Some freight haulers have been apprehensive about autonomous vehicle technologies because they foster the perception that trucks soon may be driving themselves. While the trucking industry is contending with a lack of drivers — American Trucking Associations this year has reported the shortage at more than 50,000 — Richard Bishop, an automated vehicle industry analyst who serves as chairman of ATA’s Task Force on Automated Driving and Platooning, said it probably will be decades before trucks are driving themselves.

“I think it’ll happen slowly and there will be ways for existing retraining processes to have their effect,” Bishop told Transport Topics.

Chao recognized the fears associated with losing jobs to machines. At the event, she announced a joint initiative among the departments of Labor, Commerce and Health and Human Services to research the implications of automated vehicle technology on the workforce.

“I am extremely concerned about the impact of automated technology on the workforce,” Chao said, adding that the joint effort “will provide information that will help workers prepare for the future.”

DOT’s previous guidance on automated driving systems, AV 2.0, was published in September 2017. Chao has said that AV 2.0 was the most-viewed DOT policy document posted on the agency’s website, garnering more than 125,000 downloads.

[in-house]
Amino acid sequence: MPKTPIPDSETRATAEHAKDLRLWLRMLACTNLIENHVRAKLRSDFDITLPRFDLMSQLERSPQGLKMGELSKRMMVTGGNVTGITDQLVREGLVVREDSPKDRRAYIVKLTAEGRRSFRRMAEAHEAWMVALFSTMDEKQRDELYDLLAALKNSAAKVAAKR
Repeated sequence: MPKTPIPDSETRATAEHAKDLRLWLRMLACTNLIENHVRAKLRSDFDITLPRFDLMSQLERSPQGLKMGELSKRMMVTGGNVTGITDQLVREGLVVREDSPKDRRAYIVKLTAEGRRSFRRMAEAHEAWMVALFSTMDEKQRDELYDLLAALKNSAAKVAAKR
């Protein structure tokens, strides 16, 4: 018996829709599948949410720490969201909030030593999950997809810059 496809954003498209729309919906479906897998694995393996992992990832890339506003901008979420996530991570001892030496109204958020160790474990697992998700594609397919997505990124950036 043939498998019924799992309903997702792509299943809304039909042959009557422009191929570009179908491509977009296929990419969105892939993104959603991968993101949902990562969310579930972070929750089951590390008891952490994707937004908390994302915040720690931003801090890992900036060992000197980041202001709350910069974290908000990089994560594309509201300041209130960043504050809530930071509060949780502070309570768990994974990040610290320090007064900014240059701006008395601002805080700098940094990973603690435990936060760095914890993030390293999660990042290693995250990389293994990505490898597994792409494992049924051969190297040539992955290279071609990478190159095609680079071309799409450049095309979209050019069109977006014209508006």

Federal Motor Carrier Safety Administration chief Ray Martinez said his agency speaks daily with industry representatives and public sector associations to better understand the impact of automated vehicles on the nation’s freight system.

“We recognize and value the unique perspective of drivers, of operators, of carriers and everyone in this industry,” Martinez said. “FMCSA plans to continue engaging the commercial motor vehicle community. This will continue to be a complex and fascinating undertaking.”

ATA President Chris Spear commended DOT’s willingness to hear from industry experts as the agency unveils — and continues to mold — this framework.

“This is a sound and substantive framework that rightly recognizes commercial vehicles are essential to any serious AV policy. In reaching out to a broad group of stakeholders, the Department should be commended for its thoughtful approach, which will enable an informed decision-making process around new and emerging technologies,” Spear said in a statement.

He added, “Thanks to Secretary Chao’s leadership, this guidance ensures that technological progress will not outpace the formation of key safety policy — and will enable America to maintain our role as world leaders both in innovation and in developing this framework. We look forward to working with the Secretary and FMCSA Administrator Martinez as this initiative rolls forward, and to having trucking’s voice as a vital contributor throughout this process.”

To read this article on Transport Topics, click here.